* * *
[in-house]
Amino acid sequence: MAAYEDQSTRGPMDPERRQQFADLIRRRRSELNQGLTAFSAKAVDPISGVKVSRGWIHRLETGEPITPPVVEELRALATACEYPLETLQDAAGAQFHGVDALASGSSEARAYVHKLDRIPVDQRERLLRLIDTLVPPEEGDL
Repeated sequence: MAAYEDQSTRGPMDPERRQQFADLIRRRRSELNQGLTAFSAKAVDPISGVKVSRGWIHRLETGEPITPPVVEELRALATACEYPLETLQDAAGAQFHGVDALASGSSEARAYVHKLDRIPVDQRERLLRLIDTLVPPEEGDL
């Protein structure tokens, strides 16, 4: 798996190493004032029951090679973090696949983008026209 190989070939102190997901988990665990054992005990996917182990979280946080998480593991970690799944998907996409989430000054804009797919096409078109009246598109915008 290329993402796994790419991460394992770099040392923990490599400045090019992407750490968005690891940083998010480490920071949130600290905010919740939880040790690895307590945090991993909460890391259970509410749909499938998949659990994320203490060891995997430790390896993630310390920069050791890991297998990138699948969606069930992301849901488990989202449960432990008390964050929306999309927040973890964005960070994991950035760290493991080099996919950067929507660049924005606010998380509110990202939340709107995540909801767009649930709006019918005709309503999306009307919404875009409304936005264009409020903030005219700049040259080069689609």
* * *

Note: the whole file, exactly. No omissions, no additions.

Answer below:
[in-house]
Amino acid sequence: MAAYEDQSTRGPMDPERRQQFADLIRRRRSELNQGLTAFSAKAVDPISGVKVSRGWIHRLETGEPITPPVVEELRALATACEYPLETLQDAAGAQFHGVDALASGSSEARAYVHKLDRIPVDQRERLLRLIDTLVPPEEGDL
Repeated sequence: MAAYEDQSTRGPMDPERRQQFADLIRRRRSELNQGLTAFSAKAVDPISGVKVSRGWIHRLETGEPITPPVVEELRALATACEYPLETLQDAAGAQFHGVDALASGSSEARAYVHKLDRIPVDQRERLLRLIDTLVPPEEGDL
């Protein structure tokens, strides 16, 4: 798996190493004032029951090679973090696949983008026209 190989070939102190997901988990665990054992005990996917182990979280946080998480593991970690799944998907996409989430000054804009797919096409078109009246598109915008 290329993402796994790419991460394992770099040392923990490599400045090019992407750490968005690891940083998010480490920071949130600290905010919740939880040790690895307590945090991993909460890391259970509410749909499938998949659990994320203490060891995997430790390896993630310390920069050791890991297998990138699948969606069930992301849901488990989202449960432990008390964050929306999309927040973890964005960070994991950035760290493991080099996919950067929507660049924005606010998380509110990202939340709107995540909801767009649930709006019918005709309503999306009307919404875009409304936005264009409020903030005219700049040259080069689609």